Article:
So, after three weeks of tracking P26 left a present for us at the entrance of his last den site-the transmitter! It had snapped off, part of it still attached to the scale, but unfortunately, not the part that emits the signal. Although the transmitter dropping is a problem, I want to put it into perspective, this has still been a success.
Firstly, 5/7 of our transmitters lasted for over three weeks. So far, I know of three other researchers using radio telemetry to study Sunda Pangolin. The first was in Singapore where the habitat was a lot more open. Of 20 pangolins tagged only five lasted over a month. The other two studies on pangolins have been in lowland evergreen forest (same as here) and lasted approx. two weeks (one researcher working with released animals and the other wild).
Secondly, we have managed to get a photograph of 50% of the individuals after the transmitters dropped (see the photographs below) and we are currently camera trapping for the other 50%.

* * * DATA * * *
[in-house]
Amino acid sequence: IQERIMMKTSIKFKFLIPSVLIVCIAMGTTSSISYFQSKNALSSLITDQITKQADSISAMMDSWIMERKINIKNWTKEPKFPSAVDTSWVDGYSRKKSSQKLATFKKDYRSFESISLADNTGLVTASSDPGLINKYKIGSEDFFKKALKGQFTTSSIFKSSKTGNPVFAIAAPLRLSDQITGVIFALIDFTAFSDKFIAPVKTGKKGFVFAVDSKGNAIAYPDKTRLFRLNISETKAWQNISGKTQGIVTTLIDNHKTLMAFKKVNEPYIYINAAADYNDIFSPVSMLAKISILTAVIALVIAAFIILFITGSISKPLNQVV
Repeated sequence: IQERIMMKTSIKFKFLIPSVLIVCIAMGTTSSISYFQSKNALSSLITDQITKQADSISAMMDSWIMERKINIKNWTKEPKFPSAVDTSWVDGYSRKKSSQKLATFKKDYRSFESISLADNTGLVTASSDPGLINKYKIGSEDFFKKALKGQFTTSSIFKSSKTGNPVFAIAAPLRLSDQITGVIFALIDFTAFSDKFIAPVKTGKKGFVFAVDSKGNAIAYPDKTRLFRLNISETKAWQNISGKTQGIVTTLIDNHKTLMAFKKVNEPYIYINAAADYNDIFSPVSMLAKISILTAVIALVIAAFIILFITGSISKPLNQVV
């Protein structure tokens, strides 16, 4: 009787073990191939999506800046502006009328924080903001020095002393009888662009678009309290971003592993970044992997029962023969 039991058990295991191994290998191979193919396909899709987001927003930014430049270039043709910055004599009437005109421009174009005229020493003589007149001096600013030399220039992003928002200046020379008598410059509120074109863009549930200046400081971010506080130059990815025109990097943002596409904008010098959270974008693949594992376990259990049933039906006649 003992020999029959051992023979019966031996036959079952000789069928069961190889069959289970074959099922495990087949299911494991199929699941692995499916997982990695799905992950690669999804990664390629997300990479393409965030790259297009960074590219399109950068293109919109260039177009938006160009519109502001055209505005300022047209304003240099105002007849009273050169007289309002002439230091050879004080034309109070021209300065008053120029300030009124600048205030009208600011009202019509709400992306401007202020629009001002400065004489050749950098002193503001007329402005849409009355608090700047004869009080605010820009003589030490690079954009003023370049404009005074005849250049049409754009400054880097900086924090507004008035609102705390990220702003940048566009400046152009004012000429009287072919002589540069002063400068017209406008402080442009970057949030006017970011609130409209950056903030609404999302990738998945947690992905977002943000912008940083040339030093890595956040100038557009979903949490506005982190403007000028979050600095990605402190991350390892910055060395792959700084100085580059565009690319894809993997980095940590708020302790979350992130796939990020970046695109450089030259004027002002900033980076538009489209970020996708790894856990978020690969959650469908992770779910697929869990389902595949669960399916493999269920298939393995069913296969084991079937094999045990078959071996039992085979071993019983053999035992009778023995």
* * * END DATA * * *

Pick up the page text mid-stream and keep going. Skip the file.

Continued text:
The first three to four weeks is the time period when mortality would be high if releasing them was not a viable option, in other cases that I know of pangolins released in poor condition all died within the first two weeks of release.
So what are we doing to look for P26? Well, the first step is putting a camera trap at the entrances of all previously used den sites.
The second is to bait them with frozen ants-the artificial diet they received in captivity and a scent they are used to. Below is a photograph of P34 investigating the frozen ant bait we left.
The final step is night spotting. This has yet to be successful for us in finding pangolin, however, we are going to walk along the open pathway, in the area where P26 was released. Furthermore, we know that he was regularly active between 23:00-02:00 so we will be out and about at that time to maximise the chance that we will come across him. Maybe if the voting by CNN readers is complete on deciding P26’s new name, I can see if whispering it as we walk through the forest on Thursday night will be successful in coaxing him into view!
Even if we don’t see him, here are some photos of the other wildlife we have come across while out night spotting, including common palm civet, porcupine, pygmy loris and viper!